[lit-ideas] Re: The continuation of Eco-hobgoblins

  • From: Teemu Pyyluoma <teme17@xxxxxxxxx>
  • To: lit-ideas@xxxxxxxxxxxxx
  • Date: Mon, 26 May 2008 01:44:18 -0700 (PDT)

--- On Sun, 5/25/08, Julie Krueger <juliereneb@xxxxxxxxx> wrote:

> From: Julie Krueger <juliereneb@xxxxxxxxx>

> Tangentially, it crossed my mind yet again today what a
> marketing asset "going green" etc. is -- as in, "Shop with
> us, your Green choice for _____".

Yes, the problem being that green means environmentally better, not 
sustainable. All the sustainability metrics I've seen are next to useless, the 
"footprints" in particular come to mind as hopelessly abstract. Lack of clean, 
fresh water is a serious global problem. But I live in a nation with no 
shortage of fresh water supplies what so ever, and in a city where the problem 
is that too little water usage causes maintance problems on water pipes, thanks 
to new water saving machinery.

I do not think we can reasonably expect a consumer to make ecologically 
informed choices most of the time, due to the effort needed to acquire the 
information needed to make a rational choice. Consumers however do understand 
prices, which is one more reason why Pigovian taxes are an obvious solution and 
good economics too.

> look at the let's make
> ethanol oh wait now basic crops like corn and rice are in
> danger and thus
> human hunger is escalating fiasco...

Given the modest scale of biofuel production, I doubt their effect on food 
prices even if amplified by expectations is that big. Even if environmentaaly, 
substituing bio-fuels for coal in power plants often makes sense, making car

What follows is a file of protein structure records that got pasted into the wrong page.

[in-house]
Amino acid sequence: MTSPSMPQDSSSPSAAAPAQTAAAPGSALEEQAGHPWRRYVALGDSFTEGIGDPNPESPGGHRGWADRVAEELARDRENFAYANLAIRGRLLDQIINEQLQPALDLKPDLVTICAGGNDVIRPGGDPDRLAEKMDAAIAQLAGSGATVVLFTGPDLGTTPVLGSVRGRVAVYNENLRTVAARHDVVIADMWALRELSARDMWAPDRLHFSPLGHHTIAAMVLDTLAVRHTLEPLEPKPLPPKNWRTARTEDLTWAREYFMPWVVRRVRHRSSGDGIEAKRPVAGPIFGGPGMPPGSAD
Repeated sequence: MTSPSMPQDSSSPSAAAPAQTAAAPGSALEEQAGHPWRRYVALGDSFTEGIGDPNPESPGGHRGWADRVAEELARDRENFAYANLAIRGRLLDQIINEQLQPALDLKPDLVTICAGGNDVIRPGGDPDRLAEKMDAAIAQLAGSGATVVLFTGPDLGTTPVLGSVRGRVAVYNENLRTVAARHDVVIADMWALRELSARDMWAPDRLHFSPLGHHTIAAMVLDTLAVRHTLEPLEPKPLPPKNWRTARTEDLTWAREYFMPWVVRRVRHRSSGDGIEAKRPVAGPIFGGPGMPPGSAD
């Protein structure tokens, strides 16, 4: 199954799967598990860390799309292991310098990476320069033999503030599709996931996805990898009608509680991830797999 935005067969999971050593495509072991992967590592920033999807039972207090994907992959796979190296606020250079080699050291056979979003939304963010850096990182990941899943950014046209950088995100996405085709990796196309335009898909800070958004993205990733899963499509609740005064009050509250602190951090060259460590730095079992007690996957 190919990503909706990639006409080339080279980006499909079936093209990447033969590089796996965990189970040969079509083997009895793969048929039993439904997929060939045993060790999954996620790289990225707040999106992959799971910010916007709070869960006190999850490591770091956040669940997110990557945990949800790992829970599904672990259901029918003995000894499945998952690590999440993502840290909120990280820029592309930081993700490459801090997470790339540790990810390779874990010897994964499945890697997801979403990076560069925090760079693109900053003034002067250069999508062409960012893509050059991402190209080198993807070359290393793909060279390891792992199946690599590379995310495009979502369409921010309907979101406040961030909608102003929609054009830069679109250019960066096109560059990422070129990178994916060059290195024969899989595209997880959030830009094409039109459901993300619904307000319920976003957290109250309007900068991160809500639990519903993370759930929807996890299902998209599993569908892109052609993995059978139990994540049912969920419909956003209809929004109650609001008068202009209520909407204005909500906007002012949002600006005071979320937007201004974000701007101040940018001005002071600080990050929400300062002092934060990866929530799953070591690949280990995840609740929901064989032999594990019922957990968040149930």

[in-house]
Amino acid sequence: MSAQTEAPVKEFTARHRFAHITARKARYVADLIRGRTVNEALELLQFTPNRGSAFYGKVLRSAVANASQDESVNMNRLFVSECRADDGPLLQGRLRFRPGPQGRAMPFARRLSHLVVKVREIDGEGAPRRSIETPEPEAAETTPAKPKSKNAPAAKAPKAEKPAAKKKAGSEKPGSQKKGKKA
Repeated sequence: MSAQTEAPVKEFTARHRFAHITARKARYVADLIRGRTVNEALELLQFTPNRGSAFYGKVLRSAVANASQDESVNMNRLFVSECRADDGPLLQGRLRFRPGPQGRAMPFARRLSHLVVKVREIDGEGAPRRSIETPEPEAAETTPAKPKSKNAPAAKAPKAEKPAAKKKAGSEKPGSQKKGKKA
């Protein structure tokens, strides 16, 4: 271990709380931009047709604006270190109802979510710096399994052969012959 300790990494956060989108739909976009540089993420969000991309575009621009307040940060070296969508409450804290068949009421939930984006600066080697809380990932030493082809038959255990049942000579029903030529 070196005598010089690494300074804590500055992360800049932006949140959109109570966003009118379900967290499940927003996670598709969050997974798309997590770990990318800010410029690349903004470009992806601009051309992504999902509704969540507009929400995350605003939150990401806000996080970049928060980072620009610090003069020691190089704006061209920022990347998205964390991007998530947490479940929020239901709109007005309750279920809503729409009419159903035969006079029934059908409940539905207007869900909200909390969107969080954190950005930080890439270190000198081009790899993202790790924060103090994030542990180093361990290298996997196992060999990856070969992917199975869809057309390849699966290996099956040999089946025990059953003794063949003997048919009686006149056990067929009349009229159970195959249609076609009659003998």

fuel out of it does not.

>  we simply use too much of the planet's
> resources w/out taking sufficient action to replenish and
> fit in with the natural ecosystem.  Somehow I have grave doubts that the
> human race can or
> will turn that around anytime in the near future.  (Unless
> you hold out hope for a massive re-vamping of the human race's essential
> infrastructure.  I'm  open to miracles.)

To give an obvious but by no means the only example, our standard mode of 
transportation is moving couple tons of steel to move one person from A to B, 
so improving energy efficiency really shouldn't be that difficult. It is just 
that, until the energy prices started climbing energy efficency didn't matter.

Over here, and I can't tell whether we are behind or ahead of the curve, 
business started turning green about ten years ago. Which is about ten years 
after educators in engineering started paying attention to environmental 

I am moderately optimistic.

Oh and btw, we recycle almost all the bottles over here. Through what 
conciousness raising effort was this achieved, you may ask?

Simply, there is a 20c tax on a bottle, you return it to any shop and you get 
the 20c back. From the shop the truck that delivers new beverages returns with 
the used bottles, thus in theory no transportation costs because otherwise it 
would return empty.

In out-door events, there is always someone gathering bottles, which given that 
these are Finns having a picnic means he probably makes pretty good money. One 
day I got lazy, I had some bottles to take out but I wasn't going to a shop so 
I just left the bag on the street, maybe two euros worth, and it was gone in 
five minutes.

The law has been in effect for as long as I can remember, I don't even think of 
it as an environmental measure, it is simply part of life. Which is precisely 
why it works.

Helsinki, Finland

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